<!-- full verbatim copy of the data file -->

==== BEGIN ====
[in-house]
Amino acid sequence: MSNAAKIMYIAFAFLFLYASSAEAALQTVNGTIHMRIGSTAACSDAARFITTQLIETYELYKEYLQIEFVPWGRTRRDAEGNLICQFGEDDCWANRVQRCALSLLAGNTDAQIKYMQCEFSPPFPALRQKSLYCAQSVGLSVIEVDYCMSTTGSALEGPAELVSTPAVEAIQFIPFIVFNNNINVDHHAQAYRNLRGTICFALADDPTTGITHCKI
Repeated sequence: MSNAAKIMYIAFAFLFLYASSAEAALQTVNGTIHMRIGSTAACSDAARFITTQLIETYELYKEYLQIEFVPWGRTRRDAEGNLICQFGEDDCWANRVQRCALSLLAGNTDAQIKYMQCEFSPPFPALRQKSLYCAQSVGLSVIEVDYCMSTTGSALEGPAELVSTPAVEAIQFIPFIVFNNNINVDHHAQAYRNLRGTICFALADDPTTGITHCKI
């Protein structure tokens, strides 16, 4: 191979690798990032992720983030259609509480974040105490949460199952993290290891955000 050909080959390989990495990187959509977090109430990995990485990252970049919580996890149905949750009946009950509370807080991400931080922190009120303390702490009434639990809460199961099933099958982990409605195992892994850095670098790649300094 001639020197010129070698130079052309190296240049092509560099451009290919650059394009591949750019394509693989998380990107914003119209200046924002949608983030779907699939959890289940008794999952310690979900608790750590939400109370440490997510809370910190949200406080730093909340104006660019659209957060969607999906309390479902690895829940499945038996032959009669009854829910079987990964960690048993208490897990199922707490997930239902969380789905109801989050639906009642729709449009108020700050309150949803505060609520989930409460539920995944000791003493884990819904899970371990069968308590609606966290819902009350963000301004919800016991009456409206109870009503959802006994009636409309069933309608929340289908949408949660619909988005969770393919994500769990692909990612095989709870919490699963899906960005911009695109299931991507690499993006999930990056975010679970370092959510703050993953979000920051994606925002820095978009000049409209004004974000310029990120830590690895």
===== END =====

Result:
[in-house]
Amino acid sequence: MSNAAKIMYIAFAFLFLYASSAEAALQTVNGTIHMRIGSTAACSDAARFITTQLIETYELYKEYLQIEFVPWGRTRRDAEGNLICQFGEDDCWANRVQRCALSLLAGNTDAQIKYMQCEFSPPFPALRQKSLYCAQSVGLSVIEVDYCMSTTGSALEGPAELVSTPAVEAIQFIPFIVFNNNINVDHHAQAYRNLRGTICFALADDPTTGITHCKI
Repeated sequence: MSNAAKIMYIAFAFLFLYASSAEAALQTVNGTIHMRIGSTAACSDAARFITTQLIETYELYKEYLQIEFVPWGRTRRDAEGNLICQFGEDDCWANRVQRCALSLLAGNTDAQIKYMQCEFSPPFPALRQKSLYCAQSVGLSVIEVDYCMSTTGSALEGPAELVSTPAVEAIQFIPFIVFNNNINVDHHAQAYRNLRGTICFALADDPTTGITHCKI
């Protein structure tokens, strides 16, 4: 191979690798990032992720983030259609509480974040105490949460199952993290290891955000 050909080959390989990495990187959509977090109430990995990485990252970049919580996890149905949750009946009950509370807080991400931080922190009120303390702490009434639990809460199961099933099958982990409605195992892994850095670098790649300094 001639020197010129070698130079052309190296240049092509560099451009290919650059394009591949750019394509693989998380990107914003119209200046924002949608983030779907699939959890289940008794999952310690979900608790750590939400109370440490997510809370910190949200406080730093909340104006660019659209957060969607999906309390479902690895829940499945038996032959009669009854829910079987990964960690048993208490897990199922707490997930239902969380789905109801989050639906009642729709449009108020700050309150949803505060609520989930409460539920995944000791003493884990819904899970371990069968308590609606966290819902009350963000301004919800016991009456409206109870009503959802006994009636409309069933309608929340289908949408949660619909988005969770393919994500769990692909990612095989709870919490699963899906960005911009695109299931991507690499993006999930990056975010679970370092959510703050993953979000920051994606925002820095978009000049409209004004974000310029990120830590690895």